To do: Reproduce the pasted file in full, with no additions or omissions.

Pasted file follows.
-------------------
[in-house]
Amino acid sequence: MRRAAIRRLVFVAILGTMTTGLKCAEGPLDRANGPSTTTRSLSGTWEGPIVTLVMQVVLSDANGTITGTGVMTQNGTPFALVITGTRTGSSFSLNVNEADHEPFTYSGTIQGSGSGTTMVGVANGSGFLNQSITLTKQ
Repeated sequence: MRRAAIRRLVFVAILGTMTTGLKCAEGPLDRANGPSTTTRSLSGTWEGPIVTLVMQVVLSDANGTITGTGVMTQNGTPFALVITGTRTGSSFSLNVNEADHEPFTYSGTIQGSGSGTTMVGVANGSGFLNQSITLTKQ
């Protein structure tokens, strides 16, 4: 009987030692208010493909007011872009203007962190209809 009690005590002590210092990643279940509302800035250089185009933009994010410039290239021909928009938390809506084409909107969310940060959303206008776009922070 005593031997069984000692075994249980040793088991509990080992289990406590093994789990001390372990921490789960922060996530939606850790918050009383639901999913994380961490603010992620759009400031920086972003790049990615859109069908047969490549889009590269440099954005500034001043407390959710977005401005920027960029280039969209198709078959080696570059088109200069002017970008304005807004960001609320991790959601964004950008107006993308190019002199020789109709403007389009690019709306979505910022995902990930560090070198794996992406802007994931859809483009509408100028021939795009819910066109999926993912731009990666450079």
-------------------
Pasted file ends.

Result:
[in-house]
Amino acid sequence: MRRAAIRRLVFVAILGTMTTGLKCAEGPLDRANGPSTTTRSLSGTWEGPIVTLVMQVVLSDANGTITGTGVMTQNGTPFALVITGTRTGSSFSLNVNEADHEPFTYSGTIQGSGSGTTMVGVANGSGFLNQSITLTKQ
Repeated sequence: MRRAAIRRLVFVAILGTMTTGLKCAEGPLDRANGPSTTTRSLSGTWEGPIVTLVMQVVLSDANGTITGTGVMTQNGTPFALVITGTRTGSSFSLNVNEADHEPFTYSGTIQGSGSGTTMVGVANGSGFLNQSITLTKQ
């Protein structure tokens, strides 16, 4: 009987030692208010493909007011872009203007962190209809 009690005590002590210092990643279940509302800035250089185009933009994010410039290239021909928009938390809506084409909107969310940060959303206008776009922070 005593031997069984000692075994249980040793088991509990080992289990406590093994789990001390372990921490789960922060996530939606850790918050009383639901999913994380961490603010992620759009400031920086972003790049990615859109069908047969490549889009590269440099954005500034001043407390959710977005401005920027960029280039969209198709078959080696570059088109200069002017970008304005807004960001609320991790959601964004950008107006993308190019002199020789109709403007389009690019709306979505910022995902990930560090070198794996992406802007994931859809483009509408100028021939795009819910066109999926993912731009990666450079």